Etruscan impasto phiale (shallow lobed bowl) - ROM2010_11485_95


Etruscan impasto phiale (shallow lobed bowl)

Medium:Wheel-thrown earthenware, burnished with moulded fluting
Geography: Made in Etruria, Italy; findspot unknown
Date: about 700-670 BC
Period: Late Villanovan period
7 x 18.7 cm
Object number: 923.13.180
Credit Line: Gift of the Members of the Royal Ontario Museum
On view
Gallery Location:Eaton Gallery of Rome - Bratty Exhibit of Etruria

Impasto pottery was a local pottery produced in Italy during the Villanovan early Iron Age in the Etruria region. Although it varied between each production centre, it was generally a coarse, grey pottery with a burnished (polished) surface. In the early period it was by hand, but later was thrown on a potter's wheel. In the archaic period this grey impasto pottery developed into the finely burnished black Etruscan 'bucchero' pottery.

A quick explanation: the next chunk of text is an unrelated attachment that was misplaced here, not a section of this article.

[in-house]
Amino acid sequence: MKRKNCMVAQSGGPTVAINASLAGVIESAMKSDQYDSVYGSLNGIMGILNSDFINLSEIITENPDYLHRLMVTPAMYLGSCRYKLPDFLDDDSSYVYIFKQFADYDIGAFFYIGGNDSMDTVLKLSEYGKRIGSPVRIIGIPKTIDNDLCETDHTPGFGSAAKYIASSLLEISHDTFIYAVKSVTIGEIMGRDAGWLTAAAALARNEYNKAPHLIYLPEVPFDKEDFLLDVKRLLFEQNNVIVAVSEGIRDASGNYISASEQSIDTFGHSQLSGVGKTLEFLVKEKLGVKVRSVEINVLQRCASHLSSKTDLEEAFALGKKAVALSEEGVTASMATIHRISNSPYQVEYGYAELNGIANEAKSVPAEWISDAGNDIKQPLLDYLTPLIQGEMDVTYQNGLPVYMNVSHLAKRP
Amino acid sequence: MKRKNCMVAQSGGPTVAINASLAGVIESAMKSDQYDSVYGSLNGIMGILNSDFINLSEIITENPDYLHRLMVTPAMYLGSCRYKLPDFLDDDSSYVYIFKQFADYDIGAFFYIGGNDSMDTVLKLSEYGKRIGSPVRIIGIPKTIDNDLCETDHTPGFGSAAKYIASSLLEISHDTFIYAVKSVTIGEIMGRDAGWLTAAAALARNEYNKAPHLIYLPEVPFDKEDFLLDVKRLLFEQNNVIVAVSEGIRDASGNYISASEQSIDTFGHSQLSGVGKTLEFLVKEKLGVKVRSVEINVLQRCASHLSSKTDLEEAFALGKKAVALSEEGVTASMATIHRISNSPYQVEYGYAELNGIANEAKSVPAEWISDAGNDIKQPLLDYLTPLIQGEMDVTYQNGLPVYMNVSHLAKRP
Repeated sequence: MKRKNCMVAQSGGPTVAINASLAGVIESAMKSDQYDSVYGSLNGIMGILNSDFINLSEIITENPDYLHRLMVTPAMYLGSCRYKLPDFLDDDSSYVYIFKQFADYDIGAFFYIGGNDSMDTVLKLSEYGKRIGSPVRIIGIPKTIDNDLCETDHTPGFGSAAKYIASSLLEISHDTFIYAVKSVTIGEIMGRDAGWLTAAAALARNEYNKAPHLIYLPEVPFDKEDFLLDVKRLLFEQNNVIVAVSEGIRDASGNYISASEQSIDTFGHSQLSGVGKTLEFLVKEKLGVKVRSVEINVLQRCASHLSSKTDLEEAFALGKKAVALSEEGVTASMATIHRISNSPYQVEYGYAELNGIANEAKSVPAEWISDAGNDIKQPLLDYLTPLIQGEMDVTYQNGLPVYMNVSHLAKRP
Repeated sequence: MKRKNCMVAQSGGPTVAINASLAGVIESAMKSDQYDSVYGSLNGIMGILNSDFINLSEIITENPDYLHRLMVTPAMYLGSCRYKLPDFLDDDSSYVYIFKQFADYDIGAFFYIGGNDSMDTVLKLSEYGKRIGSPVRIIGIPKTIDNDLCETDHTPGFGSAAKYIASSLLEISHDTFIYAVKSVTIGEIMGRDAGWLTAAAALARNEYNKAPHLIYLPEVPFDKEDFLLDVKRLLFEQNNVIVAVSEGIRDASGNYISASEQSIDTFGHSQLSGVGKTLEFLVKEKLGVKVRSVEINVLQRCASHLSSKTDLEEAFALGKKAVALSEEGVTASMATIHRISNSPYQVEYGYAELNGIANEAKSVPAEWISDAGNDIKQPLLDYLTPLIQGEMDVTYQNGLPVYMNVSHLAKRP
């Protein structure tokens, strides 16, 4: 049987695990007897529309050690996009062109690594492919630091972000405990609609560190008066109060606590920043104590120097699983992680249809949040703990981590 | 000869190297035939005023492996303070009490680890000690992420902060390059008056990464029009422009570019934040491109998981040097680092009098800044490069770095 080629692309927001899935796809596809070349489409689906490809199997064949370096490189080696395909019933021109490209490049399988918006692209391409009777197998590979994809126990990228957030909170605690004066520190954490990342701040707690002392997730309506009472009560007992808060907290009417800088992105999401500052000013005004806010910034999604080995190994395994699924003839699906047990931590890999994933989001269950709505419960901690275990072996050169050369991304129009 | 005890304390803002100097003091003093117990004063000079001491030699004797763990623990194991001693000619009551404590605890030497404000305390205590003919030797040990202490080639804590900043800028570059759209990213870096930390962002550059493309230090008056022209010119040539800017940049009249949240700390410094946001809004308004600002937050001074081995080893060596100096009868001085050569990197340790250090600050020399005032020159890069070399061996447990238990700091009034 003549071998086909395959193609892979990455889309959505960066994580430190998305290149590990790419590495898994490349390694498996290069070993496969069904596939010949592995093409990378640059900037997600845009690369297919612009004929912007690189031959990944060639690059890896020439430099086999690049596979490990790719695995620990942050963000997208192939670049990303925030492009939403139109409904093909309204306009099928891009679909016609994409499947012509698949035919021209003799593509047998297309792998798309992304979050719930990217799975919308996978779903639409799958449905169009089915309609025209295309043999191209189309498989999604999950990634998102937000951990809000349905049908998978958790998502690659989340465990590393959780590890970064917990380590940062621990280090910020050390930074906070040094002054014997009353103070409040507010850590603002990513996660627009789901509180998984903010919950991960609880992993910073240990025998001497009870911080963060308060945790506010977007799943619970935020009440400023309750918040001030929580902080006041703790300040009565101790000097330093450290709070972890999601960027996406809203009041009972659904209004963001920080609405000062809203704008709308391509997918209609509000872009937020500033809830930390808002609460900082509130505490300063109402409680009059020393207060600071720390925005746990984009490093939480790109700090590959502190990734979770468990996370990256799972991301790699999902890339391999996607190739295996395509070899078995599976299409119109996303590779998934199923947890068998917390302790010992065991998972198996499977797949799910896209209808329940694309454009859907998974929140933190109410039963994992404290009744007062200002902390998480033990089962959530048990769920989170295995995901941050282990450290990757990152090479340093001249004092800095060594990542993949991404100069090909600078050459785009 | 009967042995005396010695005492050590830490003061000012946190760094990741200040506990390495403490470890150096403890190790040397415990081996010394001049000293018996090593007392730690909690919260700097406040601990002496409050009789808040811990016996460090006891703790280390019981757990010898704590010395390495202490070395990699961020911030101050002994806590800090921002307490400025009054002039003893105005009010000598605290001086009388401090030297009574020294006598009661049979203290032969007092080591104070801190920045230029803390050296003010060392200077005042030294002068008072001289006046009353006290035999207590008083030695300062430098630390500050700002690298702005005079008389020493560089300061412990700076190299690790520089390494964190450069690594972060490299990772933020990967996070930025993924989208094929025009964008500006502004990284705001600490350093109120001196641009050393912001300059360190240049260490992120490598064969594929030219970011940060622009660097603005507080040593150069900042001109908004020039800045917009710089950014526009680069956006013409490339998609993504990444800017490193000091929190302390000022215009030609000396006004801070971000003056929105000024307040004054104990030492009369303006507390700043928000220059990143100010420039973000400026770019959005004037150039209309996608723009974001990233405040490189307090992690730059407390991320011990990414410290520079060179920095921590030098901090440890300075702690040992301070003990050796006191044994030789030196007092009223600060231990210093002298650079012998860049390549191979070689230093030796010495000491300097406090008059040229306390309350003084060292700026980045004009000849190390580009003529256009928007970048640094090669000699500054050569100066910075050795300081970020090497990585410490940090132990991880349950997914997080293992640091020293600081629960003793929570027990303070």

This shape of this shallow bowl (phiale) with vertical fluting was inspired by metal bowls of the same shape, which were used for making offerings. The earliest metal bowls were imported from Assyria or Phoenicia, where this shape had been customary since 2000 BC, and were imitated by Etruscan potters. Pottery vessels of this type are found in princely Etruscan tombs from about 750 BC.

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